Schisms and secession[edit]

The Satanic Temple has prompted the development of other Satanic religious organizations, some amicably and others through religious schism.[154][155][156]

The Global Order of Satan was founded in 2018[157] following the departure of the TST-UK and London chapters, which had voted no confidence in TST. This schism was motivated by TST removing two consecutive UK chapter heads: the first for engaging in unapproved campaigns, and the second for "personality clashes".[40][158]

The group HelLA formed in 2018 following a rift based on ethical concerns; the Los Angeles chapter objected to TST's acceptance of pro-bono legal work from the free-speech lawyer Marc Randazza, as well as "the complete lack of racial diversity" among TST leadership.[159] The ex-chapter head also cited a disagreement with Lucien Greaves' absolutist philosophy on free speech.[160]

Several "approved administrators" of the TST-Washington chapter left the Temple and took control of the chapter's social media pages in March 2020.[161] TST responded with a lawsuit against the former members,[162] and subsequently sued Newsweek magazine, claiming defamatory coverage of the matter.[163][164]

See also[edit]



  1. ^ Robert P. Jones of the Public Religion Research Institute as paraphrased by Joseph P. Laycock in Satanism (2023).[145]


  1. ^ a b c d e White, M. H.; Gregorius, Fredrik (2019). "The Satanic Temple: Secularist Activism and Occulture in the American Political Landscape". International Journal for the Study of New Religions. Sheffield: Equinox Publishing. 10 (1): 89–110. doi:10.1558/ijsnr.38954. ISSN 2041-952X. S2CID 213573087.
  2. ^ a b c d e Lewis, Helen (October 1, 2023). "The Social-Justice Rebellion at the Satanic Temple". The Atlantic. Washington, D.C.: Emerson Collective. ISSN 2151-9463. OCLC 936540106. Archived from the original on October 3, 2023. Retrieved October 4, 2023.
  3. ^ Romero, Dennis (April 25, 2023). "SatanCon, poking at religion and government, opens this weekend in Boston". NBC News. NBC UNIVERSAL. Retrieved April 25, 2023.
  4. ^ Escobedo, Tricia (December 11, 2015). "5 things you didn't know about satanists". CNN. Retrieved January 12, 2024.
  5. ^ Gutierrez, Lisa (September 13, 2017). "Satanists emerge as advocate as Planned Parenthood restores Missouri abortion services". The Kansas City Star. Archived from the original on May 22, 2021. Retrieved November 29, 2018.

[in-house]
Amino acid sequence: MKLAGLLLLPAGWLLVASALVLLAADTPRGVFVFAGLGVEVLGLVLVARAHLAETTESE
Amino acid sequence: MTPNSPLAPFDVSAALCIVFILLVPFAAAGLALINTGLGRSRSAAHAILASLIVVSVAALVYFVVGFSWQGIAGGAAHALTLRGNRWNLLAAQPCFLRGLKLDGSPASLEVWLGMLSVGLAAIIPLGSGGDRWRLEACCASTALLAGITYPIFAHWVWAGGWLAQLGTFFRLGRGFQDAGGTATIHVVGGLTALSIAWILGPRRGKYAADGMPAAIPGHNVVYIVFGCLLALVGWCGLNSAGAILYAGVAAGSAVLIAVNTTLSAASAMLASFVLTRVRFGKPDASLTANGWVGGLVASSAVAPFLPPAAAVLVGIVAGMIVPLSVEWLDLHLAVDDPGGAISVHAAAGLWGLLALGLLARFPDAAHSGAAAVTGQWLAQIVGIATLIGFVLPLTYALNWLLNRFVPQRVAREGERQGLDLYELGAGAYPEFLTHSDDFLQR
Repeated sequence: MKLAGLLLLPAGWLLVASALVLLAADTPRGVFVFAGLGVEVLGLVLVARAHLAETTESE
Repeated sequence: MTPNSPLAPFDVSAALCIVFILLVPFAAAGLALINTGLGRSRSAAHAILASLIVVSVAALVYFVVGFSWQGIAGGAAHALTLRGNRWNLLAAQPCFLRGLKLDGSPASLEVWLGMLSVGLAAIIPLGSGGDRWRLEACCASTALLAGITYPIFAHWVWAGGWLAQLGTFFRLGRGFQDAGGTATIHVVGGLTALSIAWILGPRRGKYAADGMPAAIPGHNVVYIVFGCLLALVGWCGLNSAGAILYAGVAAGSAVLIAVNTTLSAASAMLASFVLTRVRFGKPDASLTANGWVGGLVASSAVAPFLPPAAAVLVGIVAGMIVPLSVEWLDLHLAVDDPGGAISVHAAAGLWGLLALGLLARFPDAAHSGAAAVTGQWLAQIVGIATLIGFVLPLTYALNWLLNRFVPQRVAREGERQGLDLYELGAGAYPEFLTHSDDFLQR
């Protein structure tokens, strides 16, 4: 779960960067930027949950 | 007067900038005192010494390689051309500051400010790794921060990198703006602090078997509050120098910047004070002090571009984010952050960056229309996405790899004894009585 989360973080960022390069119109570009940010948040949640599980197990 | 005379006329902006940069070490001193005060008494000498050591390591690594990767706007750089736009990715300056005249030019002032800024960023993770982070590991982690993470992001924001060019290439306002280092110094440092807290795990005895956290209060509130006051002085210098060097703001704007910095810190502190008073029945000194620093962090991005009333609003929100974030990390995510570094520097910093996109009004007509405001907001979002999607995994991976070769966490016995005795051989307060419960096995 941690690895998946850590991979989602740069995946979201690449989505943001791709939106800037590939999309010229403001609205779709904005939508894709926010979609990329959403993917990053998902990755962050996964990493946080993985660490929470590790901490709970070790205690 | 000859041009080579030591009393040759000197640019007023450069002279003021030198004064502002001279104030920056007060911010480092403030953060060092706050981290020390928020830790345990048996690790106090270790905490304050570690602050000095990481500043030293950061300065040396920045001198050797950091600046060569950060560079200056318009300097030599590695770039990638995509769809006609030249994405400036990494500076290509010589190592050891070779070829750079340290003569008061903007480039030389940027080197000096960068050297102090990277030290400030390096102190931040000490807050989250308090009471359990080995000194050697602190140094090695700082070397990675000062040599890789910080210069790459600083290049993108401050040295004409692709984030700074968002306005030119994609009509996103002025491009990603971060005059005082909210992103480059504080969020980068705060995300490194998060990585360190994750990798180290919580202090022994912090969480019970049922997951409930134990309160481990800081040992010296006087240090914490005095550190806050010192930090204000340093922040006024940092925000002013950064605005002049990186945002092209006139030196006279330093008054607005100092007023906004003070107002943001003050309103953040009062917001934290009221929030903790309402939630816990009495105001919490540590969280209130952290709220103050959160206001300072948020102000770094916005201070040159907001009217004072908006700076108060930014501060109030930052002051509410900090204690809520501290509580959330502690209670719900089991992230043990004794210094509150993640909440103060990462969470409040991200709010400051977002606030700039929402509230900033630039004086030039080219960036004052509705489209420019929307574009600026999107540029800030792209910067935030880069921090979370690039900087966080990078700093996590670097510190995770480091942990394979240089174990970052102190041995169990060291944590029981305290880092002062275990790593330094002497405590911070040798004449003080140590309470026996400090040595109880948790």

6. ^ Lewis, James R.; Tollefsen, Inga B. (2016). The Oxford Handbook of New Religious Movements, Volume 2. Oxford University Press. pp. 441–453.
  7. ^ a b c d Miller, Matt (November 21, 2015). "Why the Satanic Temple Is Opening Its Doors to American Muslims". Esquire. Retrieved November 29, 2018. co-founded the Temple in 2012 ... The Satanic Temple is an openly atheistic religion that Mesner says does not advocate for any supernatural belief. Really, the "Satanic" term is only there because they have the right to use it, as does any other religion.
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  9. ^ [2][5][6][7][8]
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  11. ^ Felperin, Leslie (February 5, 2019). "'Hail Satan?': Film Review". The Hollywood Reporter. Retrieved September 16, 2021.
  12. ^ a b c Merlan, Anna (July 22, 2014). "Trolling Hell: Is the Satanic Temple a Prank, the Start of a New Religious Movement — or Both?". Village Voice. Retrieved November 29, 2018.
  13. ^ a b c d e Oppenheimer, Mark (July 10, 2015). "A Mischievous Thorn in the Side of Conservative Christianity". The New York Times. ISSN 0362-4331. Retrieved November 29, 2018.
  14. ^ "FREQUENTLY ASKED QUESTIONS.. DO YOU PROMOTE EVIL?". The Satanic Temple. Retrieved January 9, 2024.
  15. ^ "FAQ". The Satanic Temple. Retrieved November 29, 2018.
  16. ^ "What does Satan mean to the Satanic Temple?". CNN. November 30, 2015. Retrieved November 29, 2018.
  17. ^ "about-us". ABOUT US. Archived from the original on April 11, 2022. Retrieved April 11, 2022. The mission of The Satanic Temple is to encourage benevolence and empathy, reject tyrannical authority, advocate practical common sense, oppose injustice, and undertake noble pursuits.
  18. ^ Kutner, Jenny (May 1, 2015). "Satanist challenges Missouri's 72-hour abortion wait: It's "a burden on my sincerely held religious beliefs"". Salon. Retrieved November 29, 2018.